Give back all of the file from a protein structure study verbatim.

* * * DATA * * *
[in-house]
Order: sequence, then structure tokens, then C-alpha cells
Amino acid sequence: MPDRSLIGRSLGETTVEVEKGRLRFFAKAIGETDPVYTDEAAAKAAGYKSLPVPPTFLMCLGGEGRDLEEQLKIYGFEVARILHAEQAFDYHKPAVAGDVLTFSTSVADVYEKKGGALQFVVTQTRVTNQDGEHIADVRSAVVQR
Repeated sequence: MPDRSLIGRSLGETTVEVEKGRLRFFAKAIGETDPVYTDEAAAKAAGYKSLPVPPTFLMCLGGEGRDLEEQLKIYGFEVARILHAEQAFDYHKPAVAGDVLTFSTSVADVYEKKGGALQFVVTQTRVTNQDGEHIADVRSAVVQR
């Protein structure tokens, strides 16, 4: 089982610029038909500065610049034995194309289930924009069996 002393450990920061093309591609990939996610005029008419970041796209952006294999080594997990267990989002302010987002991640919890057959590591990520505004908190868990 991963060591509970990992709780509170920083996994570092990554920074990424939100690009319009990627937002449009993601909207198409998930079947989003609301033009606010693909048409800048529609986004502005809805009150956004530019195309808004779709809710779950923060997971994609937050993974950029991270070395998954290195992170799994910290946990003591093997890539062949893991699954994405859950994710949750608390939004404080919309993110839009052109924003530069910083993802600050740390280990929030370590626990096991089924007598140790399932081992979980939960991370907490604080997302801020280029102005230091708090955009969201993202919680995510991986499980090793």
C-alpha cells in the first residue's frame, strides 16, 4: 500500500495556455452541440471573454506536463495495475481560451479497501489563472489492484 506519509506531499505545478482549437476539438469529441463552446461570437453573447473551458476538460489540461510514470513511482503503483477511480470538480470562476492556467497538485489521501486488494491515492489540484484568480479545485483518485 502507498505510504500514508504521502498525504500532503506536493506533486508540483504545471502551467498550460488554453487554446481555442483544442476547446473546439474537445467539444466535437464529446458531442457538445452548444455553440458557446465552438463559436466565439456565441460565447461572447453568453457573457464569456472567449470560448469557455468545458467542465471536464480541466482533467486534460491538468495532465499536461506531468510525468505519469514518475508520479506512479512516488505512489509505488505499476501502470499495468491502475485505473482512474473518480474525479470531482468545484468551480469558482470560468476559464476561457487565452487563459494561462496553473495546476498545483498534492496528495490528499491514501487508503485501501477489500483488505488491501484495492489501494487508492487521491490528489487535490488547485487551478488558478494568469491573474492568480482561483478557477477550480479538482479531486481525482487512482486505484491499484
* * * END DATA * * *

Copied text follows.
[in-house]
Order: sequence, then structure tokens, then C-alpha cells
Amino acid sequence: MPDRSLIGRSLGETTVEVEKGRLRFFAKAIGETDPVYTDEAAAKAAGYKSLPVPPTFLMCLGGEGRDLEEQLKIYGFEVARILHAEQAFDYHKPAVAGDVLTFSTSVADVYEKKGGALQFVVTQTRVTNQDGEHIADVRSAVVQR
Repeated sequence: MPDRSLIGRSLGETTVEVEKGRLRFFAKAIGETDPVYTDEAAAKAAGYKSLPVPPTFLMCLGGEGRDLEEQLKIYGFEVARILHAEQAFDYHKPAVAGDVLTFSTSVADVYEKKGGALQFVVTQTRVTNQDGEHIADVRSAVVQR
């Protein structure tokens, strides 16, 4: 089982610029038909500065610049034995194309289930924009069996 002393450990920061093309591609990939996610005029008419970041796209952006294999080594997990267990989002302010987002991640919890057959590591990520505004908190868990 991963060591509970990992709780509170920083996994570092990554920074990424939100690009319009990627937002449009993601909207198409998930079947989003609301033009606010693909048409800048529609986004502005809805009150956004530019195309808004779709809710779950923060997971994609937050993974950029991270070395998954290195992170799994910290946990003591093997890539062949893991699954994405859950994710949750608390939004404080919309993110839009052109924003530069910083993802600050740390280990929030370590626990096991089924007598140790399932081992979980939960991370907490604080997302801020280029102005230091708090955009969201993202919680995510991986499980090793």
C-alpha cells in the first residue's frame, strides 16, 4: 500500500495556455452541440471573454506536463495495475481560451479497501489563472489492484 506519509506531499505545478482549437476539438469529441463552446461570437453573447473551458476538460489540461510514470513511482503503483477511480470538480470562476492556467497538485489521501486488494491515492489540484484568480479545485483518485 502507498505510504500514508504521502498525504500532503506536493506533486508540483504545471502551467498550460488554453487554446481555442483544442476547446473546439474537445467539444466535437464529446458531442457538445452548444455553440458557446465552438463559436466565439456565441460565447461572447453568453457573457464569456472567449470560448469557455468545458467542465471536464480541466482533467486534460491538468495532465499536461506531468510525468505519469514518475508520479506512479512516488505512489509505488505499476501502470499495468491502475485505473482512474473518480474525479470531482468545484468551480469558482470560468476559464476561457487565452487563459494561462496553473495546476498545483498534492496528495490528499491514501487508503485501501477489500483488505488491501484495492489501494487508492487521491490528489487535490488547485487551478488558478494568469491573474492568480482561483478557477477550480479538482479531486481525482487512482486505484491499484